Seabird diversity hotspot linked to ocean productivity in the Canary Current Large Marine Ecosystem
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Upwelling regions are highly productive habitats targeted by wide-ranging marine predators and industrial fisheries. In this study, we track the migratory movements of eight seabird species from across the Atlantic; quantify overlap with the Canary Current Large Marine Ecosystem (CCLME) and determine the habitat characteristics that drive this association. Our results indicate the CCLME is a biodiversity hotspot for migratory seabirds; all tracked species and more than 70% of individuals used this upwelling region. Relative species richness peaked in areas where sea surface temperature averaged between 15 and 20°C, and correlated positively with chlorophyll a, revealing the optimum conditions driving bottom-up trophic effects for seabirds. Marine vertebrates are not confined by international boundaries, making conservation challenging. However, by linking diversity to ocean productivity, our research reveals the significance of the CCLME for seabird populations from across the Atlantic, making it a priority for conservation action.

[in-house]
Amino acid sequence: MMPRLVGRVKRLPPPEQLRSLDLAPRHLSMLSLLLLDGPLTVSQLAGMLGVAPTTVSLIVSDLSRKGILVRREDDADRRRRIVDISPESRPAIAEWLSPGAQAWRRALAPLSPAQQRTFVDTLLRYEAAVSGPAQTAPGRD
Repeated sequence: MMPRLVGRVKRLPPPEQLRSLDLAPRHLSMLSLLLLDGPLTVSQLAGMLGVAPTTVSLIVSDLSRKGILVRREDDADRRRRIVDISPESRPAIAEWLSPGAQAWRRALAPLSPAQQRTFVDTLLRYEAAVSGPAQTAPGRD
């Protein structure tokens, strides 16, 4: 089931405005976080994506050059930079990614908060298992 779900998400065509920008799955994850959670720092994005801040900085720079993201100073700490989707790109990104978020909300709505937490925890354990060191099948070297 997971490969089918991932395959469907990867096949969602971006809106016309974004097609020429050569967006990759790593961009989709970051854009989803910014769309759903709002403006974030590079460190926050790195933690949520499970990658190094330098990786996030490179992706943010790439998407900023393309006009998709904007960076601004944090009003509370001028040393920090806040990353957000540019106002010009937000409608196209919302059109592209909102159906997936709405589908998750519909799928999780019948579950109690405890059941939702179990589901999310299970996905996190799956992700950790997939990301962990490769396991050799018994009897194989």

Grecian , W J , Witt , M J , Attrill , M J , Bearhop , S , Becker , P H , Egevang , C , Furness , R W , Godley , B J , González-Solís , J , Grémillet , D , Kopp , M , Lescroël , A , Matthiopoulos , J , Patrick , S C , Peter , H-U , Phillips , R A , Stenhouse , I J & Voltier , S C 2016 , ' Seabird diversity hotspot linked to ocean productivity in the Canary Current Large Marine Ecosystem ' Biology Letters , vol. 12 , no. 8 , 20160024 . DOI: 10.1098/rsbl.2016.0024
© 2016 The Authors. Published by the Royal Society under the terms of the Creative Commons Attribution License http://creativecommons.org/licenses/by/4.0/, which permits unrestricted use, provided the original author and source are credited.
DescriptionFunding for this work was provided by the Peninsula Research Institute for Marine Renewable Energy, EU INTERREG project CHARM III, NERC (NE/G001014/1), MINECO CGL2013-42585-P, Defra's Darwin, Centre National de la Recherche Scientifique and Ligue Pour la Protection des Oiseaux within the EUINTERREG Project FAME (2009-1/089; 2010-2012).
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